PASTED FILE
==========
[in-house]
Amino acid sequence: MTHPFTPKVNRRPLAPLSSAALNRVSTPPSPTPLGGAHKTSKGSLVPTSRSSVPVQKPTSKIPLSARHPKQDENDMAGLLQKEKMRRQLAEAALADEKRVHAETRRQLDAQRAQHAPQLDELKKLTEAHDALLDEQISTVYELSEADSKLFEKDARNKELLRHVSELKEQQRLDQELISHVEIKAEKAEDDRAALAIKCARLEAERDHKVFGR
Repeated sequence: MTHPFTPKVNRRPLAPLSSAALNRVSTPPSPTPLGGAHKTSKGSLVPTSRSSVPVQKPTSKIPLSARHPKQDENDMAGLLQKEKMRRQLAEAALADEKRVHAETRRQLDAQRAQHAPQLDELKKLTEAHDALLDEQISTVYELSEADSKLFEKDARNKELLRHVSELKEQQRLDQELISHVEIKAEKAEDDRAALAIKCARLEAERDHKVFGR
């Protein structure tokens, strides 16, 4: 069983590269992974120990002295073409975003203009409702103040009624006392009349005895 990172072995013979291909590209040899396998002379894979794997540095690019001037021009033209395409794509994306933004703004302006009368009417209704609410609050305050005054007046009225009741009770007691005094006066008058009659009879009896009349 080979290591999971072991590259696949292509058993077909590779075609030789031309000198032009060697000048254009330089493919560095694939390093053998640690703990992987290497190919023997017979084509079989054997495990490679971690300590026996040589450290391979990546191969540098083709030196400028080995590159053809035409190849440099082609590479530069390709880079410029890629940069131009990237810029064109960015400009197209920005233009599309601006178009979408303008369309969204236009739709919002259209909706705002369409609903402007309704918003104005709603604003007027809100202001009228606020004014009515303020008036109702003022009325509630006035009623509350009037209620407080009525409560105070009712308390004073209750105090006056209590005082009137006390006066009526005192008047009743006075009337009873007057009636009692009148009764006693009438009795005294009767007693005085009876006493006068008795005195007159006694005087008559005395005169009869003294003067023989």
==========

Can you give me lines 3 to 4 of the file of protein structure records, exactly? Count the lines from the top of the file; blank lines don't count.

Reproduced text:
Repeated sequence: MTHPFTPKVNRRPLAPLSSAALNRVSTPPSPTPLGGAHKTSKGSLVPTSRSSVPVQKPTSKIPLSARHPKQDENDMAGLLQKEKMRRQLAEAALADEKRVHAETRRQLDAQRAQHAPQLDELKKLTEAHDALLDEQISTVYELSEADSKLFEKDARNKELLRHVSELKEQQRLDQELISHVEIKAEKAEDDRAALAIKCARLEAERDHKVFGR
């Protein structure tokens, strides 16, 4: 069983590269992974120990002295073409975003203009409702103040009624006392009349005895 990172072995013979291909590209040899396998002379894979794997540095690019001037021009033209395409794509994306933004703004302006009368009417209704609410609050305050005054007046009225009741009770007691005094006066008058009659009879009896009349 080979290591999971072991590259696949292509058993077909590779075609030789031309000198032009060697000048254009330089493919560095694939390093053998640690703990992987290497190919023997017979084509079989054997495990490679971690300590026996040589450290391979990546191969540098083709030196400028080995590159053809035409190849440099082609590479530069390709880079410029890629940069131009990237810029064109960015400009197209920005233009599309601006178009979408303008369309969204236009739709919002259209909706705002369409609903402007309704918003104005709603604003007027809100202001009228606020004014009515303020008036109702003022009325509630006035009623509350009037209620407080009525409560105070009712308390004073209750105090006056209590005082009137006390006066009526005192008047009743006075009337009873007057009636009692009148009764006693009438009795005294009767007693005085009876006493006068008795005195007159006694005087008559005395005169009869003294003067023989």